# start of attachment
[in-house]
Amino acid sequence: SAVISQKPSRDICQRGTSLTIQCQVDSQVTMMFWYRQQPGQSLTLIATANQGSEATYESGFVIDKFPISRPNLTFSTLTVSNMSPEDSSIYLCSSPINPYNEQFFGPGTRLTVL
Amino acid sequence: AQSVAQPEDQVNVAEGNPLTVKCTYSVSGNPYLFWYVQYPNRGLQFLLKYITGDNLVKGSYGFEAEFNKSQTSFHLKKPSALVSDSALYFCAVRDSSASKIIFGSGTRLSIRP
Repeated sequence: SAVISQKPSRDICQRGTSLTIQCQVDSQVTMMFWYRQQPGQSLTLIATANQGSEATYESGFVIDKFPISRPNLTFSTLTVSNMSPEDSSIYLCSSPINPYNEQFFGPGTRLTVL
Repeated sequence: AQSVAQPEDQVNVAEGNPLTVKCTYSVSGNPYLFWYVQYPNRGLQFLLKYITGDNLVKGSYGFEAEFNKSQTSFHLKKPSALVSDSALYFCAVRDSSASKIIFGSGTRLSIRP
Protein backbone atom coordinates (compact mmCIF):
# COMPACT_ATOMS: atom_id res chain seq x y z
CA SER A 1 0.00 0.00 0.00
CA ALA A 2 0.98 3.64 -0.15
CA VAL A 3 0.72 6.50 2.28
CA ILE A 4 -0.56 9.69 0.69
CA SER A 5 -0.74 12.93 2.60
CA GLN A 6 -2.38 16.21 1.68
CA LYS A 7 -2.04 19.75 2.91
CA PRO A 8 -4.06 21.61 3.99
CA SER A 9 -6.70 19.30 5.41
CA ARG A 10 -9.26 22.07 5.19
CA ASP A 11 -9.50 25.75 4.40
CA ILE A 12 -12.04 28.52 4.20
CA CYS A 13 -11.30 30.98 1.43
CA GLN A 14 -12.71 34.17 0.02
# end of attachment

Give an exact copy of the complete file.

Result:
[in-house]
Amino acid sequence: SAVISQKPSRDICQRGTSLTIQCQVDSQVTMMFWYRQQPGQSLTLIATANQGSEATYESGFVIDKFPISRPNLTFSTLTVSNMSPEDSSIYLCSSPINPYNEQFFGPGTRLTVL
Amino acid sequence: AQSVAQPEDQVNVAEGNPLTVKCTYSVSGNPYLFWYVQYPNRGLQFLLKYITGDNLVKGSYGFEAEFNKSQTSFHLKKPSALVSDSALYFCAVRDSSASKIIFGSGTRLSIRP
Repeated sequence: SAVISQKPSRDICQRGTSLTIQCQVDSQVTMMFWYRQQPGQSLTLIATANQGSEATYESGFVIDKFPISRPNLTFSTLTVSNMSPEDSSIYLCSSPINPYNEQFFGPGTRLTVL
Repeated sequence: AQSVAQPEDQVNVAEGNPLTVKCTYSVSGNPYLFWYVQYPNRGLQFLLKYITGDNLVKGSYGFEAEFNKSQTSFHLKKPSALVSDSALYFCAVRDSSASKIIFGSGTRLSIRP
Protein backbone atom coordinates (compact mmCIF):
# COMPACT_ATOMS: atom_id res chain seq x y z
CA SER A 1 0.00 0.00 0.00
CA ALA A 2 0.98 3.64 -0.15
CA VAL A 3 0.72 6.50 2.28
CA ILE A 4 -0.56 9.69 0.69
CA SER A 5 -0.74 12.93 2.60
CA GLN A 6 -2.38 16.21 1.68
CA LYS A 7 -2.04 19.75 2.91
CA PRO A 8 -4.06 21.61 3.99
CA SER A 9 -6.70 19.30 5.41
CA ARG A 10 -9.26 22.07 5.19
CA ASP A 11 -9.50 25.75 4.40
CA ILE A 12 -12.04 28.52 4.20
CA CYS A 13 -11.30 30.98 1.43
CA GLN A 14 -12.71 34.17 0.02